The 10th Battalion was among the first infantry units raised for the AIF during the First World War. The battalion was recruited in South Australia, and together with the 9th, 11th and 12th Battalions, formed the 3rd Brigade.

The battalion was raised within weeks of the declaration of war in August 1914 and embarked for overseas just two months later. After a brief stop in Albany, Western Australia, the battalion proceeded to Egypt, arriving in early December.

The 3rd Brigade was the covering force for the ANZAC landing on 25 April 1915 and so was the first ashore at around 4:30 am. Two soldiers of the 10th Battalion, Lance Corporal Philip Robin and Private Arthur Blackburn, are believed to have penetrated further inland than any other Australians at Anzac. Robin was killed later on 28 April and Blackburn soldiered on to be commissioned as an officer and awarded the Victoria Cross at Pozières, the battalion’s first major battle in France. The 10th Battalion was heavily involved in establishing and defending the front line of the Anzac position, and served there until the evacuation in December.

After the withdrawal from Gallipoli, the 10th Battalion returned to Egypt and, in March 1916, sailed for France and the Western Front. From then until 1918, the battalion took part in bitter trench warfare. The battalion’s first major action in France was at Pozières in the Somme valley in July. After Pozières the battalion fought at Ypres in Flanders before returning to the Somme for winter. In 1917, the battalion returned to Belgium to take part in the major British offensive of that year - the Third Battle of Ypres. For his valorous actions at Polygon Wood east of Ypres in September 1917, Private Roy Inwood was awarded the Victoria Cross. His brother Robert had been killed at Pozières and another brother, Harold, had been badly wounded and invalided to Australia in November 1917.

In March and April 1918 the 10th Battalion helped stop the German spring offensive and was then involved in the operations leading up to the Allied counter-stroke. In June, during an attack near Merris in France, Corporal Phillip Davey became the third member of the battalion to be awarded the Victoria Cross. Davey had been awarded the Military Medal for bravery near Messines in January. His brothers Claude and Richard were also members of the battalion and both had been awarded Military Medals in 1917.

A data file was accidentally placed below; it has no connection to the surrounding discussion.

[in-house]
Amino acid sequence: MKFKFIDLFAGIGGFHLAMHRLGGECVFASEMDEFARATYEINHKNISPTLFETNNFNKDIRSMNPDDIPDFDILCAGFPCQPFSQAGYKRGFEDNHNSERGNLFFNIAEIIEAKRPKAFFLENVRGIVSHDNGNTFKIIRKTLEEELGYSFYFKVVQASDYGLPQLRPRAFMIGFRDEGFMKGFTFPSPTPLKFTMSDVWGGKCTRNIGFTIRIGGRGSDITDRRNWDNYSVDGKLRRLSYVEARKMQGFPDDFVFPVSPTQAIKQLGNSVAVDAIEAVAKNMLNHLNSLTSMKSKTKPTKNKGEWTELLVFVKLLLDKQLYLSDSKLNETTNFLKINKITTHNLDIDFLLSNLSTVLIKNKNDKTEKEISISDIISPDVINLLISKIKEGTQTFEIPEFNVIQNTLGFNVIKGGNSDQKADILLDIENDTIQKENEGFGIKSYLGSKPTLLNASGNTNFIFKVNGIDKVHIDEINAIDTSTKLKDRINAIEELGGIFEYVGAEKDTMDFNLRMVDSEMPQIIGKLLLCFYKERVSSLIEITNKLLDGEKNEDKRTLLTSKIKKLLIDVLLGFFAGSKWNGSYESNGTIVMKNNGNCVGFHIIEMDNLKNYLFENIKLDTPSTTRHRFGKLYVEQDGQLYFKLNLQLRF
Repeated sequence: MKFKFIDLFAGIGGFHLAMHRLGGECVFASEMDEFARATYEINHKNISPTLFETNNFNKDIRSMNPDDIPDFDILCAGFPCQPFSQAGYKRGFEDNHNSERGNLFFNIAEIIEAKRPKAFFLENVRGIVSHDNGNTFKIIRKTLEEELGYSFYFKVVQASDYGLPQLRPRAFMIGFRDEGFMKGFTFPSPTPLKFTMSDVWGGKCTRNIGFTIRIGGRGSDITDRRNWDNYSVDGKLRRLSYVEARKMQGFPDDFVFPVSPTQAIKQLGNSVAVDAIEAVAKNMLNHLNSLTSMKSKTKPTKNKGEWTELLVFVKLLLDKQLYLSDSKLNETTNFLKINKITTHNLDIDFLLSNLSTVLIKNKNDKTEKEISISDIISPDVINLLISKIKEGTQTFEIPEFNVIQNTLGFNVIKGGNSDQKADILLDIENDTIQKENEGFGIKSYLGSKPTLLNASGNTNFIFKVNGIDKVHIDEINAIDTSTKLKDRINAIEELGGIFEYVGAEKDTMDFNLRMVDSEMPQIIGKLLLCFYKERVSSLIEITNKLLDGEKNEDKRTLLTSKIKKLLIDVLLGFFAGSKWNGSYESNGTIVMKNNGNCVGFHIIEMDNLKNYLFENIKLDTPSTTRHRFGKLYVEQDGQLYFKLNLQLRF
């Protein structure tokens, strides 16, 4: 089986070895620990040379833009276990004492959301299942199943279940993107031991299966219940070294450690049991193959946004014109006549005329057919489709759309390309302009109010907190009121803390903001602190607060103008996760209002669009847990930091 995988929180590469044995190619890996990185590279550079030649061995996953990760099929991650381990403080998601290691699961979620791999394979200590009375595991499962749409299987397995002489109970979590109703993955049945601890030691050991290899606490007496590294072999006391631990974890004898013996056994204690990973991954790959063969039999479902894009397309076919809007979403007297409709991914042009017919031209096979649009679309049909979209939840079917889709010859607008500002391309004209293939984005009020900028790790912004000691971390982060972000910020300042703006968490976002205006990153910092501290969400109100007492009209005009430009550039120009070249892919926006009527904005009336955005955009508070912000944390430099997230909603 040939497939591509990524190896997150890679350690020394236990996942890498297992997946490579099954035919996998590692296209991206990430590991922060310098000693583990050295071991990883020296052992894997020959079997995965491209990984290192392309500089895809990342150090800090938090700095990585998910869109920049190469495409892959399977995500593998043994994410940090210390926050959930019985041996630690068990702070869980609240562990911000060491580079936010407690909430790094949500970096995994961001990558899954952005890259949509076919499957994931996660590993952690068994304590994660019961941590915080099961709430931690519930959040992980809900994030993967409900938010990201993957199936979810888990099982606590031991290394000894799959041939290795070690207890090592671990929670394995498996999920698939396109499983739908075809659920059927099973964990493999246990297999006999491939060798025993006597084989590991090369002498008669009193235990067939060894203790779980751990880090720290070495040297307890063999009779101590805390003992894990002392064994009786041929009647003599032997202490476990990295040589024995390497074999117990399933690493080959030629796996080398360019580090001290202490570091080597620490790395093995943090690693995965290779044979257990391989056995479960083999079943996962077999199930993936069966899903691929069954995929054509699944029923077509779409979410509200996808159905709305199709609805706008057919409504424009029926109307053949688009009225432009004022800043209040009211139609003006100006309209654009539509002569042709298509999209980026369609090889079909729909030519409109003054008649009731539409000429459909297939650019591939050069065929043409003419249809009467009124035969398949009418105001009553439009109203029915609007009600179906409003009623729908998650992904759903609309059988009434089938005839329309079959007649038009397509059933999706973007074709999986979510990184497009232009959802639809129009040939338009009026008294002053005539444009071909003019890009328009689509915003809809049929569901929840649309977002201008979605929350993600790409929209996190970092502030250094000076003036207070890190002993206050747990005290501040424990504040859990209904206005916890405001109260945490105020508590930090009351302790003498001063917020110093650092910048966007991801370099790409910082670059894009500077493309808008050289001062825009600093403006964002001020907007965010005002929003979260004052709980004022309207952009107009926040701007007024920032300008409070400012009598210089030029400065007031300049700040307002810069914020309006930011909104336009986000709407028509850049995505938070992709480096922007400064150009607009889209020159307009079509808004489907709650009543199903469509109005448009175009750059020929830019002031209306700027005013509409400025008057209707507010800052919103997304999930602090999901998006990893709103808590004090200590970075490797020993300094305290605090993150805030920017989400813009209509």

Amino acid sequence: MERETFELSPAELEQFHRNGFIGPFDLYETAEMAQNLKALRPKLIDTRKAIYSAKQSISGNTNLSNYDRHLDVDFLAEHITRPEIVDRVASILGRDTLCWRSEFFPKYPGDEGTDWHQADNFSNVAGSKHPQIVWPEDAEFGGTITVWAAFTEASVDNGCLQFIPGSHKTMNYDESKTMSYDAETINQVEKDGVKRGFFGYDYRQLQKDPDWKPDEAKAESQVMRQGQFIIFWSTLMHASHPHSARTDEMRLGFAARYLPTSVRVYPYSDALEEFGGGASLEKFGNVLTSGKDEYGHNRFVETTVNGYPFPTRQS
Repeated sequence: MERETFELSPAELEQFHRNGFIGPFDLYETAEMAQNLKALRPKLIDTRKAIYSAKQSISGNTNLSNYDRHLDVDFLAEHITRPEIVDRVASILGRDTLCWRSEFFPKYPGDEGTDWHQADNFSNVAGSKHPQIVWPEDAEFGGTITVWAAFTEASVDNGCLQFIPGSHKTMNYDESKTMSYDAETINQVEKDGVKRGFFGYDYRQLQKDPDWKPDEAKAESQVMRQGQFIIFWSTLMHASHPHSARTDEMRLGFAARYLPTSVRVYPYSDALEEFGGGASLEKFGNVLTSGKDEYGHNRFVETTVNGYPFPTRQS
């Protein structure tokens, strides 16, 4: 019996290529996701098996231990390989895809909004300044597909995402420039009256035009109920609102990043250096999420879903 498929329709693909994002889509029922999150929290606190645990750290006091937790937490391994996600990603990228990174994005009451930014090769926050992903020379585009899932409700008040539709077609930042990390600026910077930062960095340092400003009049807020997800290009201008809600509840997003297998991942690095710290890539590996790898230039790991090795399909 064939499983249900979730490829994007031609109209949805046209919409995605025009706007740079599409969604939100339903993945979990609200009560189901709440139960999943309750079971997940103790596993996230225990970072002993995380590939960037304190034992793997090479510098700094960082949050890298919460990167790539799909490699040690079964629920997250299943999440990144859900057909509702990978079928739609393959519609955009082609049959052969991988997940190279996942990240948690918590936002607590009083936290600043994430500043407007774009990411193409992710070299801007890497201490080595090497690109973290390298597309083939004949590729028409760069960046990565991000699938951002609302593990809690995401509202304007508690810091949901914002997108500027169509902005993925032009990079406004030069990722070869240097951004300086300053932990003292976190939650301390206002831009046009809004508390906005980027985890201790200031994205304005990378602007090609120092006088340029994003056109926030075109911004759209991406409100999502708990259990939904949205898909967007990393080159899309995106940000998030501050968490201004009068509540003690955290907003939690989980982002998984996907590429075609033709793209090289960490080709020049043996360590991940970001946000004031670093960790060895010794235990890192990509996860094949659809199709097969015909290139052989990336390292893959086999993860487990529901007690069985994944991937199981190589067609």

The battalion participated in the great allied offensive of 1918, fighting near Amiens on 8 August 1918. This advance by British and empire troops was the greatest success in a single day on the Western Front, one that German General Erich Ludendorff described as “the black day of the German Army in this war”.

The battalion continued operations until late September 1918. At 11 am on 11 November 1918, the guns fell silent. In November 1918, members of the AIF began returning to Australia. At 8 am on 5 September 1919, the final detachment of the 10th Battalion arrived at Adelaide, aboard the transport Takada.

Colour Patch

Colour patch for 10th Battalion

Glossary

Battle Honours

Battle Honours source: Australian Army Orders (112), 1927. Army Head-Quarters, 9 March 1927. 'Award of Battle Honours for the Great War to Cavalry and Infantry Units.'

Casualties

  • 1015 killed, 2136 wounded (including gassed)

For more information please see the Roll of Honour, Wounded and Missing, First World War Nominal Roll and Embarkation Roll databases.

Commanding Officers

Collection Items

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References

  • AWM4/23/27/1: August 1914 - April 1915 unit diary
  • A. Limb, A history of the 10th Battalion, A.I.F. (London: Cassell & Company, 1919).
  • C.B.L. Lock, The fighting 10th: a South Australian centenary souvenir of the 10th Battalion, AIF, 1914-1919 (Adelaide, Webb & Son, 1936).